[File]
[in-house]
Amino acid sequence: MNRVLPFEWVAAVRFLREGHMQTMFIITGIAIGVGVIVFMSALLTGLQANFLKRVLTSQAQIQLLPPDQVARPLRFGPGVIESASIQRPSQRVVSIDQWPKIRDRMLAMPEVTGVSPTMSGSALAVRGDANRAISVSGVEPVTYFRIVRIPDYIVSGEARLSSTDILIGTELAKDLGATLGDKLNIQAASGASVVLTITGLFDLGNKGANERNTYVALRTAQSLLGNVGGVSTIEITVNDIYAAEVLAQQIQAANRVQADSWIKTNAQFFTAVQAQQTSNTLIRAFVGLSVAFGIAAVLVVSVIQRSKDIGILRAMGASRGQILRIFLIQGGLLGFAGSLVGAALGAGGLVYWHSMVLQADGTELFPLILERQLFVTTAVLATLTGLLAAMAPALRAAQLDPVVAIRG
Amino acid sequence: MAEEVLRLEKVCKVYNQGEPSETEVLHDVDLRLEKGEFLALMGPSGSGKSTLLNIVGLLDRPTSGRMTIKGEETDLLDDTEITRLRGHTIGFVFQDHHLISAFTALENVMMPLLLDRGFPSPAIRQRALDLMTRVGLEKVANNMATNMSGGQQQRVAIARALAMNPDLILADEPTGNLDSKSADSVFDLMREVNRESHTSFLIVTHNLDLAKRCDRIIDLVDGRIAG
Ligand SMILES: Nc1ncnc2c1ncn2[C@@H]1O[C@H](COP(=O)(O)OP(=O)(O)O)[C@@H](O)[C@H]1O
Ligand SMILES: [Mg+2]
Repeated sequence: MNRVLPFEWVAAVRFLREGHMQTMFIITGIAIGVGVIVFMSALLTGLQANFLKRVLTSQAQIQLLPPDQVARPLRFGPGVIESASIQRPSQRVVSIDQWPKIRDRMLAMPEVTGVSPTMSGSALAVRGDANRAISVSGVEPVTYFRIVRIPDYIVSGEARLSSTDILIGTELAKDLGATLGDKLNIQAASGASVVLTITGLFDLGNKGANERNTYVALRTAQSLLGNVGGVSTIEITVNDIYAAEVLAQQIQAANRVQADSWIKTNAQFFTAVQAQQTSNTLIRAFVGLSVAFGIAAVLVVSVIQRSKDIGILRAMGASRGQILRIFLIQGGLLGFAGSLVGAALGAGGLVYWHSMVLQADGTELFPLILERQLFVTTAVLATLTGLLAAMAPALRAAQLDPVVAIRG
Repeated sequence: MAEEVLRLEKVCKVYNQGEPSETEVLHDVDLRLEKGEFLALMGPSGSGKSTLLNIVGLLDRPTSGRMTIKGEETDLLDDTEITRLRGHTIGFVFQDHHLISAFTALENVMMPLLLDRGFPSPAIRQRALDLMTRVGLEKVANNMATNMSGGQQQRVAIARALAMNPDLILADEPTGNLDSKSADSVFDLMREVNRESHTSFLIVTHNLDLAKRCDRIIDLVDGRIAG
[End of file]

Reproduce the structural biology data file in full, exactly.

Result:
[in-house]
Amino acid sequence: MNRVLPFEWVAAVRFLREGHMQTMFIITGIAIGVGVIVFMSALLTGLQANFLKRVLTSQAQIQLLPPDQVARPLRFGPGVIESASIQRPSQRVVSIDQWPKIRDRMLAMPEVTGVSPTMSGSALAVRGDANRAISVSGVEPVTYFRIVRIPDYIVSGEARLSSTDILIGTELAKDLGATLGDKLNIQAASGASVVLTITGLFDLGNKGANERNTYVALRTAQSLLGNVGGVSTIEITVNDIYAAEVLAQQIQAANRVQADSWIKTNAQFFTAVQAQQTSNTLIRAFVGLSVAFGIAAVLVVSVIQRSKDIGILRAMGASRGQILRIFLIQGGLLGFAGSLVGAALGAGGLVYWHSMVLQADGTELFPLILERQLFVTTAVLATLTGLLAAMAPALRAAQLDPVVAIRG
Amino acid sequence: MAEEVLRLEKVCKVYNQGEPSETEVLHDVDLRLEKGEFLALMGPSGSGKSTLLNIVGLLDRPTSGRMTIKGEETDLLDDTEITRLRGHTIGFVFQDHHLISAFTALENVMMPLLLDRGFPSPAIRQRALDLMTRVGLEKVANNMATNMSGGQQQRVAIARALAMNPDLILADEPTGNLDSKSADSVFDLMREVNRESHTSFLIVTHNLDLAKRCDRIIDLVDGRIAG
Ligand SMILES: Nc1ncnc2c1ncn2[C@@H]1O[C@H](COP(=O)(O)OP(=O)(O)O)[C@@H](O)[C@H]1O
Ligand SMILES: [Mg+2]
Repeated sequence: MNRVLPFEWVAAVRFLREGHMQTMFIITGIAIGVGVIVFMSALLTGLQANFLKRVLTSQAQIQLLPPDQVARPLRFGPGVIESASIQRPSQRVVSIDQWPKIRDRMLAMPEVTGVSPTMSGSALAVRGDANRAISVSGVEPVTYFRIVRIPDYIVSGEARLSSTDILIGTELAKDLGATLGDKLNIQAASGASVVLTITGLFDLGNKGANERNTYVALRTAQSLLGNVGGVSTIEITVNDIYAAEVLAQQIQAANRVQADSWIKTNAQFFTAVQAQQTSNTLIRAFVGLSVAFGIAAVLVVSVIQRSKDIGILRAMGASRGQILRIFLIQGGLLGFAGSLVGAALGAGGLVYWHSMVLQADGTELFPLILERQLFVTTAVLATLTGLLAAMAPALRAAQLDPVVAIRG
Repeated sequence: MAEEVLRLEKVCKVYNQGEPSETEVLHDVDLRLEKGEFLALMGPSGSGKSTLLNIVGLLDRPTSGRMTIKGEETDLLDDTEITRLRGHTIGFVFQDHHLISAFTALENVMMPLLLDRGFPSPAIRQRALDLMTRVGLEKVANNMATNMSGGQQQRVAIARALAMNPDLILADEPTGNLDSKSADSVFDLMREVNRESHTSFLIVTHNLDLAKRCDRIIDLVDGRIAG